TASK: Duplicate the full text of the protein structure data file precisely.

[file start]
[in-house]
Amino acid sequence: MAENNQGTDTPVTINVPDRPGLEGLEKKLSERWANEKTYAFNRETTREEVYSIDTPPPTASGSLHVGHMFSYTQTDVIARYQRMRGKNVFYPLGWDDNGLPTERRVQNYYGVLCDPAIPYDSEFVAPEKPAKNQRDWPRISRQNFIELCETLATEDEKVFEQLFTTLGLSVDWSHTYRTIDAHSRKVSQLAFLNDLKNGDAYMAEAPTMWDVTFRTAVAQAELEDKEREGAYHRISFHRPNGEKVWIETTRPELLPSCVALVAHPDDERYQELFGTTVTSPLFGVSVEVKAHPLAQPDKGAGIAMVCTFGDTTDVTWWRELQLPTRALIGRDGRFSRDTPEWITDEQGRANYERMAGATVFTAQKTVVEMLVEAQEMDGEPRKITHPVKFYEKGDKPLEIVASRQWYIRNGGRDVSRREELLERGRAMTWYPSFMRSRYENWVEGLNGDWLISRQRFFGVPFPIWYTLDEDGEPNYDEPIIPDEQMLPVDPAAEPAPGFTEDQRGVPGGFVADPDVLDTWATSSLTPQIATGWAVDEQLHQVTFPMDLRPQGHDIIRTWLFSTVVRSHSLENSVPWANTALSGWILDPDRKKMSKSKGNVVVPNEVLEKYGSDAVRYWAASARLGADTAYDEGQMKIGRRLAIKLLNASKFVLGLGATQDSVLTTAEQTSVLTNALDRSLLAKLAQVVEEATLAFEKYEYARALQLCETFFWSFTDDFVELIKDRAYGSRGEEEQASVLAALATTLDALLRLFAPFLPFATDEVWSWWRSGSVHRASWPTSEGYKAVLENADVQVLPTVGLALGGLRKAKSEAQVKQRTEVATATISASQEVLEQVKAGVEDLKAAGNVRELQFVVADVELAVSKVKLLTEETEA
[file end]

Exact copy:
[in-house]
Amino acid sequence: MAENNQGTDTPVTINVPDRPGLEGLEKKLSERWANEKTYAFNRETTREEVYSIDTPPPTASGSLHVGHMFSYTQTDVIARYQRMRGKNVFYPLGWDDNGLPTERRVQNYYGVLCDPAIPYDSEFVAPEKPAKNQRDWPRISRQNFIELCETLATEDEKVFEQLFTTLGLSVDWSHTYRTIDAHSRKVSQLAFLNDLKNGDAYMAEAPTMWDVTFRTAVAQAELEDKEREGAYHRISFHRPNGEKVWIETTRPELLPSCVALVAHPDDERYQELFGTTVTSPLFGVSVEVKAHPLAQPDKGAGIAMVCTFGDTTDVTWWRELQLPTRALIGRDGRFSRDTPEWITDEQGRANYERMAGATVFTAQKTVVEMLVEAQEMDGEPRKITHPVKFYEKGDKPLEIVASRQWYIRNGGRDVSRREELLERGRAMTWYPSFMRSRYENWVEGLNGDWLISRQRFFGVPFPIWYTLDEDGEPNYDEPIIPDEQMLPVDPAAEPAPGFTEDQRGVPGGFVADPDVLDTWATSSLTPQIATGWAVDEQLHQVTFPMDLRPQGHDIIRTWLFSTVVRSHSLENSVPWANTALSGWILDPDRKKMSKSKGNVVVPNEVLEKYGSDAVRYWAASARLGADTAYDEGQMKIGRRLAIKLLNASKFVLGLGATQDSVLTTAEQTSVLTNALDRSLLAKLAQVVEEATLAFEKYEYARALQLCETFFWSFTDDFVELIKDRAYGSRGEEEQASVLAALATTLDALLRLFAPFLPFATDEVWSWWRSGSVHRASWPTSEGYKAVLENADVQVLPTVGLALGGLRKAKSEAQVKQRTEVATATISASQEVLEQVKAGVEDLKAAGNVRELQFVVADVELAVSKVKLLTEETEA